Nine-inning games averaged a record 3 hours, 5 minutes during the regular season and 3:29 during the postseason.

Corey Kluber beats Chris Sale for American League Cy Young

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Corey Kluber beats Chris Sale for American League Cy Young

Max Scherzer heard his name and thrust his arms in the air, shouting and smiling big before turning to kiss his wife.

Corey Kluber, on the other hand, gulped once and blinked.

Two aces, two different styles - and now another Cy Young Award for each.

The animated Scherzer of the Washington Nationals coasted to his third Cy Young, winning Wednesday for the second straight year in the National League. He breezed past Los Angeles Dodgers ace Clayton Kershaw, drawing 27 of the 30 first-place votes in balloting by members of the Baseball Writers' Association of America.

Kluber's win was even more of a runaway. The Cleveland Indians ace took 28 first-place votes, easily outpacing Chris Sale of the Boston Red Sox for his second AL Cy Young.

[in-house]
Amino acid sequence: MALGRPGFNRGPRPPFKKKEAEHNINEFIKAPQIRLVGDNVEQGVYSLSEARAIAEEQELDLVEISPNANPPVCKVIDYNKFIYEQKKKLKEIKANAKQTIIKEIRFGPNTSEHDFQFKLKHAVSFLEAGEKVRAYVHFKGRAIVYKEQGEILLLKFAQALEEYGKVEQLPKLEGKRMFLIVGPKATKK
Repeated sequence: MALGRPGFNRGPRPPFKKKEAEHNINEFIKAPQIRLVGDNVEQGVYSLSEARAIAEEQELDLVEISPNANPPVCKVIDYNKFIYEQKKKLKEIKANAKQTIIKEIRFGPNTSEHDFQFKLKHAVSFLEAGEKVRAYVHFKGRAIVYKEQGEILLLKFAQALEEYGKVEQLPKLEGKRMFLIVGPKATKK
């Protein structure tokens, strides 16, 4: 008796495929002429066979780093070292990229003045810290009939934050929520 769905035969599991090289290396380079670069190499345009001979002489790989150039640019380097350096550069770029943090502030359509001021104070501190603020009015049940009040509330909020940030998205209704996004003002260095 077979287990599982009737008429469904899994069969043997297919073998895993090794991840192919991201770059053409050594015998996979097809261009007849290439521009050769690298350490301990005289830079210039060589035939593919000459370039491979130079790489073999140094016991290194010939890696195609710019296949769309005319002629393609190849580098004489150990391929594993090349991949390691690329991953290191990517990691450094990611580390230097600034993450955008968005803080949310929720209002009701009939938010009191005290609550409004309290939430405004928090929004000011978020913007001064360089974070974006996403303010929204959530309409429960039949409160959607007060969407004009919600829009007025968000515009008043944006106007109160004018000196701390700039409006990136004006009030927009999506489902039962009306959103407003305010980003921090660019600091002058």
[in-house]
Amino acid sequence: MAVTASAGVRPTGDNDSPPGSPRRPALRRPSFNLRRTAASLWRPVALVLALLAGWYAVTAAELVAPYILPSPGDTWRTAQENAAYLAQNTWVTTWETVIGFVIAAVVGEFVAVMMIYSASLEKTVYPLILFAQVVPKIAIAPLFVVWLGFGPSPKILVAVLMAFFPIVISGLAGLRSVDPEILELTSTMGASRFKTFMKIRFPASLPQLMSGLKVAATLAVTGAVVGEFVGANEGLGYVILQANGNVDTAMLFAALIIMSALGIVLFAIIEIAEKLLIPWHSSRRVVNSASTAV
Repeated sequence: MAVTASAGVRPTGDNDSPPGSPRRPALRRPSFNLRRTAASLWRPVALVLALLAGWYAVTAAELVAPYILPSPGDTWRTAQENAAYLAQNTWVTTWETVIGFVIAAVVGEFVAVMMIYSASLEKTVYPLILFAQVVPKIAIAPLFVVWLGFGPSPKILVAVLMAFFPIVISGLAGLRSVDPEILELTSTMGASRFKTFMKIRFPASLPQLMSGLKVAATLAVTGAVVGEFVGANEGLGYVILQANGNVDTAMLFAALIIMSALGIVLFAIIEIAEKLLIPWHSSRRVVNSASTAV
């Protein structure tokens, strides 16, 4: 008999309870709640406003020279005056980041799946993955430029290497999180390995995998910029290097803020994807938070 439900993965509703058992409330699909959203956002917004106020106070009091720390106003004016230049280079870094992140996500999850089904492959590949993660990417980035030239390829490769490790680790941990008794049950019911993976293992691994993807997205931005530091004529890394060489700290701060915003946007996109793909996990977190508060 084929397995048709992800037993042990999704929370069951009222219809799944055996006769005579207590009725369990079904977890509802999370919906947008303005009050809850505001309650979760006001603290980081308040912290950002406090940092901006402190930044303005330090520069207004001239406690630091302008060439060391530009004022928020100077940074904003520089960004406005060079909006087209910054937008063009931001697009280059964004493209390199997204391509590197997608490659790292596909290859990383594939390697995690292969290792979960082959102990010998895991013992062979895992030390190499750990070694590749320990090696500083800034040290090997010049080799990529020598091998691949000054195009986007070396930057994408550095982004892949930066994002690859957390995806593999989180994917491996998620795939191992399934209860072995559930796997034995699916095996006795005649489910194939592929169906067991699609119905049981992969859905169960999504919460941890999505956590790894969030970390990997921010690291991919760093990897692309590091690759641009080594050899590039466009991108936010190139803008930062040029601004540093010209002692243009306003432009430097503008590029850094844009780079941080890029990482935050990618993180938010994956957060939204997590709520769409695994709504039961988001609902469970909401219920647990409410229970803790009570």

Scherzer yelled "yes!" when his award was announced on MLB Network, a reaction in keeping with his expressive reputation. He showed that intensity often this year, whether he was cursing under his breath like a madman during his delivery or demanding - also with expletives - that manager Dusty Baker leave him in the game.

Just a little different than the pitcher they call "Klubot." Kluber was stoic as ever when announced as the AL winner. He swallowed hard but otherwise didn't react, only showing the hint of a smile moments later when answering questions.

Not that he wasn't thrilled.

"Winning a second one maybe, for me personally, kind of validates the first one," Kluber said.

Scherzer's win moves him into rare company. He's the 10th pitcher with at least three Cy Youngs, and among the other nine, only Kershaw and Roger Clemens aren't in the Hall of Fame.

"That's why I'm drinking a lot of champagne tonight," Scherzer said.

Scherzer earned the NL honor last year with Washington and the 2013 American League prize with Detroit.

"This one is special," he said. "When you start talking about winning three times, I can't even comprehend it at this point."